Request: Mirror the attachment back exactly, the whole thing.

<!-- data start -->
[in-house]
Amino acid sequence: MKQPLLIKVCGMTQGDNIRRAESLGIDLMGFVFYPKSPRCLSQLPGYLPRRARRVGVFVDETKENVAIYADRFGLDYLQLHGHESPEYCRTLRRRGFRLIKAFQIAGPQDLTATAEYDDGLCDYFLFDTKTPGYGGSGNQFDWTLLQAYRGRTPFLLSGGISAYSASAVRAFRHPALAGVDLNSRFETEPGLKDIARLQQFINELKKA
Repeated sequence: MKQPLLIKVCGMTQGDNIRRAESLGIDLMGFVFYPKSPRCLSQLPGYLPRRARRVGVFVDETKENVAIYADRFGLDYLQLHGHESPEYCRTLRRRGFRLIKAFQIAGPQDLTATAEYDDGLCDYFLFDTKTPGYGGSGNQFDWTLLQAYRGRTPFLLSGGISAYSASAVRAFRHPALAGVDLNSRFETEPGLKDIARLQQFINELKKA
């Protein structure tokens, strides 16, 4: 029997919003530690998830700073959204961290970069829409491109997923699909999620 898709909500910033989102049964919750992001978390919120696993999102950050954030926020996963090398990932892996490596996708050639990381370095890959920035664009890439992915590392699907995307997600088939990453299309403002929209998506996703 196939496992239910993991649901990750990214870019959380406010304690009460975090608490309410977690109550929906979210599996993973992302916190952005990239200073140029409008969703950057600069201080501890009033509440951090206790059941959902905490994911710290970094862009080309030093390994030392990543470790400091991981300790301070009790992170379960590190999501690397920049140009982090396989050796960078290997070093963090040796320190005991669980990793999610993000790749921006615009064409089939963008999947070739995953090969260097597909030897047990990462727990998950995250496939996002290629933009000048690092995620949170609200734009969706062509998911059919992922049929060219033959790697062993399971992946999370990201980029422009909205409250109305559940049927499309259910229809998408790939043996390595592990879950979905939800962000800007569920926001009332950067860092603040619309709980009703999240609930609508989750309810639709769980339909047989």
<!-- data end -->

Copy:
[in-house]
Amino acid sequence: MKQPLLIKVCGMTQGDNIRRAESLGIDLMGFVFYPKSPRCLSQLPGYLPRRARRVGVFVDETKENVAIYADRFGLDYLQLHGHESPEYCRTLRRRGFRLIKAFQIAGPQDLTATAEYDDGLCDYFLFDTKTPGYGGSGNQFDWTLLQAYRGRTPFLLSGGISAYSASAVRAFRHPALAGVDLNSRFETEPGLKDIARLQQFINELKKA
Repeated sequence: MKQPLLIKVCGMTQGDNIRRAESLGIDLMGFVFYPKSPRCLSQLPGYLPRRARRVGVFVDETKENVAIYADRFGLDYLQLHGHESPEYCRTLRRRGFRLIKAFQIAGPQDLTATAEYDDGLCDYFLFDTKTPGYGGSGNQFDWTLLQAYRGRTPFLLSGGISAYSASAVRAFRHPALAGVDLNSRFETEPGLKDIARLQQFINELKKA
């Protein structure tokens, strides 16, 4: 029997919003530690998830700073959204961290970069829409491109997923699909999620 898709909500910033989102049964919750992001978390919120696993999102950050954030926020996963090398990932892996490596996708050639990381370095890959920035664009890439992915590392699907995307997600088939990453299309403002929209998506996703 196939496992239910993991649901990750990214870019959380406010304690009460975090608490309410977690109550929906979210599996993973992302916190952005990239200073140029409008969703950057600069201080501890009033509440951090206790059941959902905490994911710290970094862009080309030093390994030392990543470790400091991981300790301070009790992170379960590190999501690397920049140009982090396989050796960078290997070093963090040796320190005991669980990793999610993000790749921006615009064409089939963008999947070739995953090969260097597909030897047990990462727990998950995250496939996002290629933009000048690092995620949170609200734009969706062509998911059919992922049929060219033959790697062993399971992946999370990201980029422009909205409250109305559940049927499309259910229809998408790939043996390595592990879950979905939800962000800007569920926001009332950067860092603040619309709980009703999240609930609508989750309810639709769980339909047989």